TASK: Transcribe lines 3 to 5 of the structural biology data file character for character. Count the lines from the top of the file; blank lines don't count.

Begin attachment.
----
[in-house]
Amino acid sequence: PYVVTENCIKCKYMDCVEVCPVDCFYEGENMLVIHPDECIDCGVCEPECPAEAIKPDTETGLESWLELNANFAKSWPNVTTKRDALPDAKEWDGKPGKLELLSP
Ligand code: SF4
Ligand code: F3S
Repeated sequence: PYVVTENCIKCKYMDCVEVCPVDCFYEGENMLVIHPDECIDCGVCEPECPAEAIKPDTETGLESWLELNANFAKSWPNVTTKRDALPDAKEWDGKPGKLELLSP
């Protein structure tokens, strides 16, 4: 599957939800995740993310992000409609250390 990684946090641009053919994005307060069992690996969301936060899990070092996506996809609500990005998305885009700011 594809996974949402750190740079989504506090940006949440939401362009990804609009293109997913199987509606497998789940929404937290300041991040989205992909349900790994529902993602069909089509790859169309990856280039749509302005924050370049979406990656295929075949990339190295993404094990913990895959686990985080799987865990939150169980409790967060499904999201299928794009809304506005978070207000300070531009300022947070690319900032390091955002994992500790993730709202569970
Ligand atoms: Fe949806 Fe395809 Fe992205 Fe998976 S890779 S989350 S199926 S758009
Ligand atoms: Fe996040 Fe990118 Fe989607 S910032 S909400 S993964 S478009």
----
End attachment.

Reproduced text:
Ligand code: SF4
Ligand code: F3S
Repeated sequence: PYVVTENCIKCKYMDCVEVCPVDCFYEGENMLVIHPDECIDCGVCEPECPAEAIKPDTETGLESWLELNANFAKSWPNVTTKRDALPDAKEWDGKPGKLELLSP